Tuesday, April 8, 2014

First steps: Beginning running {+ a book review}

Running is the simplest of sports, they say. You put on a pair of shorts and a shirt, lace up a pair of shoes and go.

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It's exactly what I did for my first 5K - the Warbird 5K/10K in May 2008. I wore a cotton tank top with a long-sleeve knit lifestyle tee on top and cotton sweat pants. My shoes were a rugged pair of gray-and-pink Adidas that I bought from Kohl's because they were on sale and fashionable. Oh, and I wore cotton socks.

If I were dressing for a 5K now, especially one in May, the look would be a lot different - my new favorite Brooks Running shorts, moisture-wicking tank, shoes that I bought at a running store and Pro Compression wicking socks. Not that the change is wardrobe is bad or good - I just didn't know any better back then.

In fact, I didn't know anything. I had no idea about Gu, Garmins or glycogen. I thought the sole purpose of athletic wear was to be pretentious and self important. Black toenails happened when I dug into my high school days {read: my teal Caboodle} and painted them. Tempo applied to music, speed was a drug and fartlek made me laugh.

I thought running meant you ran. Period.

It wasn't until I discovered the world of running blogs that my eyes began to open, and I quickly began to see that I had been making some mistakes. Specifically, wearing cotton leggings from Target on cold winter days. Talk about freezing your ass off. Literally.

Runner's World is trying to make the sport more accessible and help newbies not do what I did with its latest release - "Runner's World Big Book of Running for Beginners."

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From the publisher:
"The Runner’s World Big Book of Running for Beginners" helps readers foster a healthy lifestyle with aides such as:
  • Five training plans to start walking, start running, run nonstop, run faster, and run longer 
  • No-fail weight-loss strategies 
  • Ideas for meals and snacks to eat before you run, on the road, and after you're done 
  • Injury-prevention tips including a guide on which pains to run through and which pains demand surrender 
  • Inspirational stories from people who used running as a tool to lose weight, stop smoking, overcome illness and heartache and manage chronic pain.
A lot of the stuff seems like, "Well, duh. Of course I am going to eat peanut butter toast before a race." Remember, though, runners were not born with that knowledge - it was discovered - whether by reading a blog, chatting with a friend or reading a book. I think it's important to have all of that basic information in one place, along with the inspirational stories, to make running less intimidating as the less intimidating it is, the more likely people will do it. The more people do it, the happier we'll be. The happier we are the less likely I am to say "stabby."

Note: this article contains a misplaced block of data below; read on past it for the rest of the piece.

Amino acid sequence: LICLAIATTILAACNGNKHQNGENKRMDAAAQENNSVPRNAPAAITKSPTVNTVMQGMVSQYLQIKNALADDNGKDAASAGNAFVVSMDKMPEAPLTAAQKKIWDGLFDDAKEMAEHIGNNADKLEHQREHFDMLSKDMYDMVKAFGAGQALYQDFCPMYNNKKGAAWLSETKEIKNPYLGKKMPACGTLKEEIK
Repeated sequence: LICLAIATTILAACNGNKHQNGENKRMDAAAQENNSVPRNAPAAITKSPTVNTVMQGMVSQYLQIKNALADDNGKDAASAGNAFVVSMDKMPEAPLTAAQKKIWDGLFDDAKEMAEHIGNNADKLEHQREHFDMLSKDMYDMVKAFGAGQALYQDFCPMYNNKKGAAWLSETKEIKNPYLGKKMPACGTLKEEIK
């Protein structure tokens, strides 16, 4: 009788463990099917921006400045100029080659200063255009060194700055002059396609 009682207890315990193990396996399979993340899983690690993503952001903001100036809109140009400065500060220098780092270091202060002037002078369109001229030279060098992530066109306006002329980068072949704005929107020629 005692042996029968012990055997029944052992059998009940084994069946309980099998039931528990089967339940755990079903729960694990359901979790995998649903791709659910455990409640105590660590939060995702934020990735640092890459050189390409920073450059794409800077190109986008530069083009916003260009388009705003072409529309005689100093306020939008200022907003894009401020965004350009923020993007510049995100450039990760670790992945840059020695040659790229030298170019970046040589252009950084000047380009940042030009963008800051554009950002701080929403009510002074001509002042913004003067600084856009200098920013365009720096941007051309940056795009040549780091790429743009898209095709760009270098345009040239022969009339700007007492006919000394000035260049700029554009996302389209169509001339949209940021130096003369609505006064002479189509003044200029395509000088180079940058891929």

Moving on ...

I also liked the section on running safety, which included a breakout box on what to do when faced with a loose dog. I've been in the situation more than once and faced down everything from miniature (yappy) poodles to pit bulls to German shepherds to labradors - all of which are equally scary when you don't know the dog's demeanor. One of the best tips is to tell the dog to "sit" as that's one command most dogs are taught.

I do feel like there is too much of the book devoted to weight loss for my liking. I understand that many people pick up - and stick with - running to burn calories and lose weight. Heck, it was a part of my decision to run. I just don't think you can eat like a "runner" because there are so many approaches to a healthy, balanced lifestyle that one doesn't fit all. At least in my experience. Staying with that, I found it more important to develop an identity, as a person, as a runner to stay committed rather than merely develop an exercise habit.

If you make it through the book and are still laughing when you hear "fartlek," don't worry. There is a glossary at the end. And it's a funny word.

Disclosure: I was provided a copy of the "Big Book of Running for Beginners" for review but was not compensated for this post.


  1. A good gift possibility for hubs who ignores me when I tell him not to wear cotton when he goes on runs...

    1. It might also help him lose 3 pounds.

    2. haha! Within a week?? my question for his, what about NEXT week? He makes me laugh.

  2. I have to remember that not everyone grew up running like I did. There were times with my now husband that I would think to myself what is he doing or wearing. I nicely offered tips and was sly about telling him to read this or that. Runners forget sometimes that running isn't as easy as we make it out to be. There's a science behind running, especially when you start racing. Yes all you need is some shoes and you can run, but when you want to take it a little more seriously alot comes into pay.